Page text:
Explorer's standard 4.0-liter SOHC V-6 engine received significant
improvements for the 2006 model year as well. New engine calibrations
and an improved emission controls cut smog-forming emissions by 74
percent. Idle quality was improved by 50 percent, thanks to a new
camshaft and spark plugs.
Additionally, the 2006 Explorer V-6 is expected to be certified to the
same federal tailpipe emissions standards as Ford's Escape Hybrid, the
world's cleanest SUV.
The 4.0-liter SOHC V-6 produces the same 210 hp of its predecessor, but now produces 74 percent less smog-forming emissions.
The 4.0-liter V-6 is rated at 210 horsepower at 5,100 revolutions per
minute and 254 foot-pounds at 3,700 revolutions per minute.
The torque curve is designed to be relatively flat across the entire
engine range and to provide strong performance at nearly any engine
speed. An equal-length composite plastic intake system improves sound
The V-6 engine comes with a five-speed automatic transmission. The
wide-ratio five-speed 5R55W provides good acceleration and fuel
economy. In addition, the 5R55W has a single aluminum transmission
casting that greatly reduces NVH and powertrain bending at higher
speeds. To reduce noise, it utilizes a quieter oil pump and planetary
Cooling system designed to pass rigors of Ford truck towing tests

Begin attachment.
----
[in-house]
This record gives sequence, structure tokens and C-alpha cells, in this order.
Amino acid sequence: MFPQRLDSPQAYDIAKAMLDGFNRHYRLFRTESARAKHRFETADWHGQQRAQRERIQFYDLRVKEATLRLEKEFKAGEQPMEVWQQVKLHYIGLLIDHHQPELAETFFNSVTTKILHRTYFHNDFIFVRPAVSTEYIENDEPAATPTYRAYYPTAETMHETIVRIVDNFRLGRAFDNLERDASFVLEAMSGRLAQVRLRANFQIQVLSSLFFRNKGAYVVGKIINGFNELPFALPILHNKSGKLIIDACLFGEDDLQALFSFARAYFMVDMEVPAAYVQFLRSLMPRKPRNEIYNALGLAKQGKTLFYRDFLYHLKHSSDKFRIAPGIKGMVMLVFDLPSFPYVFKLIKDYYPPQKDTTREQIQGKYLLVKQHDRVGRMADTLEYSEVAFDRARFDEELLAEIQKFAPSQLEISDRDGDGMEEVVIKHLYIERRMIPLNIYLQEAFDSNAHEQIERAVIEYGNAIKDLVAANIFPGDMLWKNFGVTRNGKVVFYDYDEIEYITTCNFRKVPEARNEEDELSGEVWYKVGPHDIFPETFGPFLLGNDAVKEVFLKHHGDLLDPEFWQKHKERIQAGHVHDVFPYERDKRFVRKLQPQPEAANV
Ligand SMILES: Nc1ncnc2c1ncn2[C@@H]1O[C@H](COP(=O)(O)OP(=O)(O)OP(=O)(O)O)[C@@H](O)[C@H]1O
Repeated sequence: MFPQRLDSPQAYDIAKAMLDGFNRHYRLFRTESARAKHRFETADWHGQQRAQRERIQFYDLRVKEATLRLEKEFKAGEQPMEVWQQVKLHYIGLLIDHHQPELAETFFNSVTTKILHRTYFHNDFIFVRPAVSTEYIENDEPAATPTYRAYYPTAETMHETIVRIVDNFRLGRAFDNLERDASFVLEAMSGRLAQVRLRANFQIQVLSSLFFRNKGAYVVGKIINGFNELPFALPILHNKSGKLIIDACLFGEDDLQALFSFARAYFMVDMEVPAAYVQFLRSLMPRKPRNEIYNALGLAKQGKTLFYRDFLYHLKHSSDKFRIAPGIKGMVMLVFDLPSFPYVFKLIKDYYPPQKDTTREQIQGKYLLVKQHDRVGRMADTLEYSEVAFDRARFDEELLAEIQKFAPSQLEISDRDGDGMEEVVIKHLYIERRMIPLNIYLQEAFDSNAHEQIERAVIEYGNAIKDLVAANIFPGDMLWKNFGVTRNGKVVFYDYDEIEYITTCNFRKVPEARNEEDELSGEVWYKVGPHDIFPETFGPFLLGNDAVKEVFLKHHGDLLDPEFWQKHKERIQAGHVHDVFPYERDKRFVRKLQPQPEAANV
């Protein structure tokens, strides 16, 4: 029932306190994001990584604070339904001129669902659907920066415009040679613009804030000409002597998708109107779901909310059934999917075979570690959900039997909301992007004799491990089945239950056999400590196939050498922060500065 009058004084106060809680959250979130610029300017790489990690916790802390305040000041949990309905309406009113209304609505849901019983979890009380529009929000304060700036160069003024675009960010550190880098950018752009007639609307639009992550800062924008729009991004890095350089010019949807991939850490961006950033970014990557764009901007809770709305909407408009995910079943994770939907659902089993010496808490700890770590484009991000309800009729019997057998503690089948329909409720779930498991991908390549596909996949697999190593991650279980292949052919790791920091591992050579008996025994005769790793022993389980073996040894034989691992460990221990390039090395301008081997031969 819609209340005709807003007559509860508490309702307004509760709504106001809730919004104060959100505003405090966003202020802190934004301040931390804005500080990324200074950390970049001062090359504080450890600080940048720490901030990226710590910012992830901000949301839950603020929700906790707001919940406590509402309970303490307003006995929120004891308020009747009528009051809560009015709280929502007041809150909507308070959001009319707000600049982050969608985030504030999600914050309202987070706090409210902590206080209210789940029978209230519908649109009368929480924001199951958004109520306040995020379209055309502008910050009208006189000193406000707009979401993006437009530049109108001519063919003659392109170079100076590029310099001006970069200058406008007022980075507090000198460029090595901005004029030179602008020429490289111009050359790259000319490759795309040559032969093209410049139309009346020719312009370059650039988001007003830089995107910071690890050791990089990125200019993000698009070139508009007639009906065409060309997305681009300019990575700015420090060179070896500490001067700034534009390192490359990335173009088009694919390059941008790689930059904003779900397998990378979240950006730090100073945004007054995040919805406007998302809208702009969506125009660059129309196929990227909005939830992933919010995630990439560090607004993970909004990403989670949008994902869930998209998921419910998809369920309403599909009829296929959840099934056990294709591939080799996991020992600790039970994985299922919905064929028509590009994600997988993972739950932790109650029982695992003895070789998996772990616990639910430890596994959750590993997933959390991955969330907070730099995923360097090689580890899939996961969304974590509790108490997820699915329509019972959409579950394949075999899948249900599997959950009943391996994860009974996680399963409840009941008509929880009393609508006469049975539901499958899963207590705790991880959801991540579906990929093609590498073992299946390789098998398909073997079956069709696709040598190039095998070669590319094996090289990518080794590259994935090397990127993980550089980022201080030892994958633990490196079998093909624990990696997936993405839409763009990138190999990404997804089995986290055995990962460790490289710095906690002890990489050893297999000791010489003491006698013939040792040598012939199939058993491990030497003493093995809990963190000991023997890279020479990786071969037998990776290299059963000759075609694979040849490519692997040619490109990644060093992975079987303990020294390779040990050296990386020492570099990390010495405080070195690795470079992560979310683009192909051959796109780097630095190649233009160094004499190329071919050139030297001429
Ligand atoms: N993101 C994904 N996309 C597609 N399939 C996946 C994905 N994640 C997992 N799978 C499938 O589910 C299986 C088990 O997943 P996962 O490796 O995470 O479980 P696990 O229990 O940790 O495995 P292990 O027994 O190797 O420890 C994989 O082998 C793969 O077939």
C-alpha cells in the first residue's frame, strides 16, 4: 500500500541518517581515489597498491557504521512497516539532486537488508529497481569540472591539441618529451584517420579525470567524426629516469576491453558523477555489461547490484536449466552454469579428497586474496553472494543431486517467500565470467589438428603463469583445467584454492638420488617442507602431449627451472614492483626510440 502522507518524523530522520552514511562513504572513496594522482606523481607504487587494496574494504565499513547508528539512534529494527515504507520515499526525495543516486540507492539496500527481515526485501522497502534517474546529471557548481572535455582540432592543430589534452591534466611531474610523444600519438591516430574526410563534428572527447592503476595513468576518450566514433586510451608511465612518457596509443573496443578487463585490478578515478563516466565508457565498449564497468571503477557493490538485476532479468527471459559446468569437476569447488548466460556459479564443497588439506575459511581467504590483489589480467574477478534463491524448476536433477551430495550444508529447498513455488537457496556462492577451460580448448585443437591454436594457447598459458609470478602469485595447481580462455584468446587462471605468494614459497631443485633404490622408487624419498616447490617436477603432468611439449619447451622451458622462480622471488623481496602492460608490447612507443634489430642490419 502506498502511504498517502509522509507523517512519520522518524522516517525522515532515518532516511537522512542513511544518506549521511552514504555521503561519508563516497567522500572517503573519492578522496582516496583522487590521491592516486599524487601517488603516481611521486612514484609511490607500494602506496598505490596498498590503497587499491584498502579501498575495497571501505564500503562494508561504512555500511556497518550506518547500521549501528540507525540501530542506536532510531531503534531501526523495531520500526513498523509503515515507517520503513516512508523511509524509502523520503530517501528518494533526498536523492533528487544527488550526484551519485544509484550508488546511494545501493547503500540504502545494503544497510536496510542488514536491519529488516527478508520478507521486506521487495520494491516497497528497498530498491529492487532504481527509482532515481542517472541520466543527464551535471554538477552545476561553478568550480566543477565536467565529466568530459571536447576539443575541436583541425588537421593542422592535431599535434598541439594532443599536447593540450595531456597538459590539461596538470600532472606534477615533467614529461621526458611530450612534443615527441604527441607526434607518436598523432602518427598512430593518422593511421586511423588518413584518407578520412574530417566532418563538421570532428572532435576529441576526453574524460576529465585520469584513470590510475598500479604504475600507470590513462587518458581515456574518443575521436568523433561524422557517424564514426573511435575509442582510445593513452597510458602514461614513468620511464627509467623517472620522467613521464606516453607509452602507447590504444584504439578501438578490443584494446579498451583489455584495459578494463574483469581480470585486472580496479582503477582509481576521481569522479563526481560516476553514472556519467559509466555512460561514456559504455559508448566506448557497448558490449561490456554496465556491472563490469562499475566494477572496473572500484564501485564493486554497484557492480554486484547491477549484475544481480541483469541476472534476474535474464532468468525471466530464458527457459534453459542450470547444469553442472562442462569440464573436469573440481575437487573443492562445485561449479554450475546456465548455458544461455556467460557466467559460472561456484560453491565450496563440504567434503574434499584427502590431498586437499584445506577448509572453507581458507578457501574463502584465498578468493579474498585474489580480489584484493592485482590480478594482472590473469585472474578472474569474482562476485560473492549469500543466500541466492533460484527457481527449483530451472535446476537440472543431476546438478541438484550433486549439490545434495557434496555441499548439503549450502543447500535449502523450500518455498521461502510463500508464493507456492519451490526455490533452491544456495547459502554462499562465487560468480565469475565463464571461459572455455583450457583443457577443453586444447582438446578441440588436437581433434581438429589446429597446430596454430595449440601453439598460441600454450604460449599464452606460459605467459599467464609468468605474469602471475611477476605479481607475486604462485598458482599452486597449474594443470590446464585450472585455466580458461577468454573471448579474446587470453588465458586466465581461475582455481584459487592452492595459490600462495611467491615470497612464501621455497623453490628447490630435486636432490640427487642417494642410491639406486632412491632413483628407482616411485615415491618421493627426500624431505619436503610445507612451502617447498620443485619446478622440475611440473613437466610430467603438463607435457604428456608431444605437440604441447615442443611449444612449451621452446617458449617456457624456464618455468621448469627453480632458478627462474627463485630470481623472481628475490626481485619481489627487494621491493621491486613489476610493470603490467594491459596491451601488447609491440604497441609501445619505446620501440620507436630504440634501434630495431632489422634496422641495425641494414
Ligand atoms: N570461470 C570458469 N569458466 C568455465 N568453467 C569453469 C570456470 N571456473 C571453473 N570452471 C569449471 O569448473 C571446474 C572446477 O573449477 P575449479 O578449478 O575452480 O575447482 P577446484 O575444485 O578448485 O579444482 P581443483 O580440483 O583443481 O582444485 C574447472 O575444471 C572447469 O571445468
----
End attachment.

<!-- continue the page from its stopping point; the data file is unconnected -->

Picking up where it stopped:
The 2006 Explorer also features an improved cooling system, delivering
increased capability, decreased NVH, and improved fuel economy.
The clutch that operates the cooling system fan is now under the
command of the powertrain control module. This electronic control
allows the fan to be operated at just the right time to keep the engine
within the proper range of operating temperature yet not run so long as
to draw off engine power and draw down fuel economy. Controlling when
the fan operates, how long it operates and how fast it operates also
makes it less intrusive in terms of NVH.
The cooling system is a key component in the Explorer's impressive
payload and towing capability. One of the most tortuous tests Explorer
is subject to is the Davis Dam towing test in Arizona. The truck is
loaded down to its maximum gross vehicle weight, and then climbs up the
Davis Dam grade as the ambient temperature peaks over 100 degrees. This
is just one of the battery of towing tests Explorer must pass to
certify that its engine and transmission cooling systems are up to the
task, not to mention its engine calibration and system hardware.
New driveshafts improve NVH
As part of its campaign to elevate refinement of the 2006 Explorer, Explorer also features new driveshafts.
On V-6 models, the traditional aluminum-tube driveshaft is engineered for improved balance and decreased run-out.
To accommodate the longer 6R transmission, V-8 Explorers have new,